OldArchive / The Way I See It

Life in the Slow Lane

 

Since the Internet was developed here in the United States, you’d think our broadband service would be the best in the world.

Trouble is it isn’t even close to the best.

The Internet was developed by the Department of the Defense back in the 1960’s. Based on that you’d think we’d be the envy of other countries when it comes to our broadband service. Turns out we’re more like the laughing stock.

 A recent report from online content delivery service Pando Networks shows that the U.S. now ranks 26th worldwide for Internet speed, putting us just behind Hungary. And a country’ wealth doesn’t determine the quality of its Internet service. Hungary’s gross domestic product of $129 billion makes it the 56th-largest economy in the world. The U.S., the world’s largest economy, has a GDP of $14.6 trillion. South Korea, with a GDP of $1 trillion, has the fastest Internet speeds in the world.

So how is that in a country where companies like Apple, Google, Facebook and Microsoft flourish, our Internet service has fallen so far behind?

Turns out there are two reasons, according to the Pando report. First, smaller countries with dense populations are much easier to wire than expansive nation’s like the U.S. Secondly, in most cases countries with advanced broadband service recognized the importance of the Internet early on and made it a priority while the U.S. lagged behind.

The Pando report also noted the Federal Communications Commission has far less power than it once did and is no longer able to compel telecommunications companies to improve service, especially, as we all know, in rural areas.

Our nation’s broadband speed should be seen as an embarrassment, especially for a country with a technological heritage as the U.S. The average South Korean can expect a download speed of 17.62 megabits per second (Mbps), followed by Web surfers in Romania (15.27 Mbps) and Bulgaria (12.89 Mbps). The average download speed in the U.S. is just 4.93 Mbps, or just over a quarter as fast as the very fastest connections on the planet.

And that’s the average speed; there are places where it’s much worse. If you live in Pocatello, Idaho (population 54,255), the best you can expect is just under 2.0 megabits per second. Overall, Idaho has the slowest broadband service in the country, with an average speed of 2.5 Mbps.

Okay, I know what you’re wondering. How does the service in Wyalusing stack up? We’ll here at the Rocket-Courier office we used an online speed testing service to find out that we’re just a bit faster than the national average at 4.96 Mbps. That was for downloads; upload speed was .87 Mbps. You can test the connection at your home or office by doing a Google search for “Internet Speed Test” or something close to that. The speed test we found was free. Of course there are different levels of broadband service and the more you’re willing to pay, the faster the service. Our service is one step up from basic broadband service.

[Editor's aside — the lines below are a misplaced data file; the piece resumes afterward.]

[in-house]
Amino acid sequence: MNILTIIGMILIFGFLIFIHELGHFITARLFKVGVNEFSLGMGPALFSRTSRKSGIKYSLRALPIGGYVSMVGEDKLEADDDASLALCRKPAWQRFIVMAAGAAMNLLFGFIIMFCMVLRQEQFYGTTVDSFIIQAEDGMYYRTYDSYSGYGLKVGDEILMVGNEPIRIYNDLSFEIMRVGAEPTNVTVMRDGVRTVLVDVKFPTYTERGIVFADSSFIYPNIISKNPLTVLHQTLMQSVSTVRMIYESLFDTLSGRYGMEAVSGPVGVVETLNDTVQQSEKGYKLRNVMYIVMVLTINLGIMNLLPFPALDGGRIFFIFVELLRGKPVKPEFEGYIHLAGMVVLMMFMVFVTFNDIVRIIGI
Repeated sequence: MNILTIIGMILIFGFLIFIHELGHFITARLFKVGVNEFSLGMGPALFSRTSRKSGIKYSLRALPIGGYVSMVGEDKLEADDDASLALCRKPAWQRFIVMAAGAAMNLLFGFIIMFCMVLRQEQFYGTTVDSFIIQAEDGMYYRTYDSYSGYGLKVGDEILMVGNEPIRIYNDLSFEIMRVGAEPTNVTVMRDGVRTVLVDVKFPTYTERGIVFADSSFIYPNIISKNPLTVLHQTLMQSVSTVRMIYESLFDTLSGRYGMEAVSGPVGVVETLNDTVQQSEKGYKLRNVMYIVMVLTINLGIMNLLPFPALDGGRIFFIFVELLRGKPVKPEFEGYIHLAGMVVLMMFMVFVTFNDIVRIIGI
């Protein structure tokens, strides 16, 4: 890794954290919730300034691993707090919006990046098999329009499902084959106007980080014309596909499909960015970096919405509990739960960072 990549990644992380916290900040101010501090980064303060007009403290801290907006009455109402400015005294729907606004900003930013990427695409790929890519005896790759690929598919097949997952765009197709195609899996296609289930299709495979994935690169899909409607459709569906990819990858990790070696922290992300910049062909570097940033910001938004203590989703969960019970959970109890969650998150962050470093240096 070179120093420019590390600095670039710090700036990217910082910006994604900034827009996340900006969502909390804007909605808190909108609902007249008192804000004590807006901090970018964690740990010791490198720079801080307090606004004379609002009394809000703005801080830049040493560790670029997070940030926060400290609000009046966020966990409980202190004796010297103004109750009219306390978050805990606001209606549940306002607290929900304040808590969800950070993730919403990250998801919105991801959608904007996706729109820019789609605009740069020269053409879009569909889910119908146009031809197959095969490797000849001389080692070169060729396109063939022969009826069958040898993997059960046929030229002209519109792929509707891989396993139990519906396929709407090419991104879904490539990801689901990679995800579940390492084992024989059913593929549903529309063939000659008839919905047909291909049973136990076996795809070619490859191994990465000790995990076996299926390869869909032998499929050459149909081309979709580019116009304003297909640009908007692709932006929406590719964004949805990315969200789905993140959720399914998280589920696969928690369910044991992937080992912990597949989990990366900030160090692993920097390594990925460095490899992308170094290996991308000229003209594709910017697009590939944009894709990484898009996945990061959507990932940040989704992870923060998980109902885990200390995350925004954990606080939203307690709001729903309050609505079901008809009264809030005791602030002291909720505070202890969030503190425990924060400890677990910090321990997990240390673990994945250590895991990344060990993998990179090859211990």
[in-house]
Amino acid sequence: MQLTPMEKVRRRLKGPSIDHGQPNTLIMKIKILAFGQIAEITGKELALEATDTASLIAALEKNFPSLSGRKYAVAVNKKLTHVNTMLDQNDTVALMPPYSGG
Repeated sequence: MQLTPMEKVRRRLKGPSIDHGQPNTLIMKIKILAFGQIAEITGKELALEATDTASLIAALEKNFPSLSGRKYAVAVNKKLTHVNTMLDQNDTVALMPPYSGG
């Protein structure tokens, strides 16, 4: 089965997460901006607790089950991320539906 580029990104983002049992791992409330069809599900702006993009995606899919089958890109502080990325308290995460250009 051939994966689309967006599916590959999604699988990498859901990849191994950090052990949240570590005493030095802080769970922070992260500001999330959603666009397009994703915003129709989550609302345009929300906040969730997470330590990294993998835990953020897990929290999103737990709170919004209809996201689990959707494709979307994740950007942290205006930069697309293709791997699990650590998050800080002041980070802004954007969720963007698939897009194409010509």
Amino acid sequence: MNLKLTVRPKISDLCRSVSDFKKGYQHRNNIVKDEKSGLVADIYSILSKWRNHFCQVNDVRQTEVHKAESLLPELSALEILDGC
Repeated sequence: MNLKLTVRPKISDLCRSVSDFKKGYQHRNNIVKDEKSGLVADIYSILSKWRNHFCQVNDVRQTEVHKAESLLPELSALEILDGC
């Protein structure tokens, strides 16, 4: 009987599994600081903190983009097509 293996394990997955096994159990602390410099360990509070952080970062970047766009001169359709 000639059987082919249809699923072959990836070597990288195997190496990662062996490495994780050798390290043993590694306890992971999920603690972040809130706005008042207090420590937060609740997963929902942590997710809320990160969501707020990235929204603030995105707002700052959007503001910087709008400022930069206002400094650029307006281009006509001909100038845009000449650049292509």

The state with the fastest broadband service, by the way, is Rhode Island where residents there enjoy broadband speeds of 6.9 Mbps.

There are 33 states in the U.S. where Internet service doesn’t meet the FCC’s definition of broadband which mandates that users with broadband should be able to achieve download speeds of at least 4 Mbps. Based on that, the residents of those 33 states don’t really have broadband, even though they think they do.

It’s not impossible to find decent Internet Service here in the U.S., especially if you live near a large university or the headquarters of a major corporation. Verizon’s Fios service delivers downloads of 150 Mbps. AT&T’s best broadband tops out at 25 Mbps. And don’t forget about cable. Time Warner, Comcast and Cable Vision offer plans that deliver 50 Mbps and better.

About a year ago I was using the wifi in a coffee shop in Rockport, Maine and was amazed by the speedy Internet service. Rockport has a population of just over 3,000, so that means fast Internet service can be delivered even in some small communities.

The question is: when will it arrive here in Northeast Pennsylvania?


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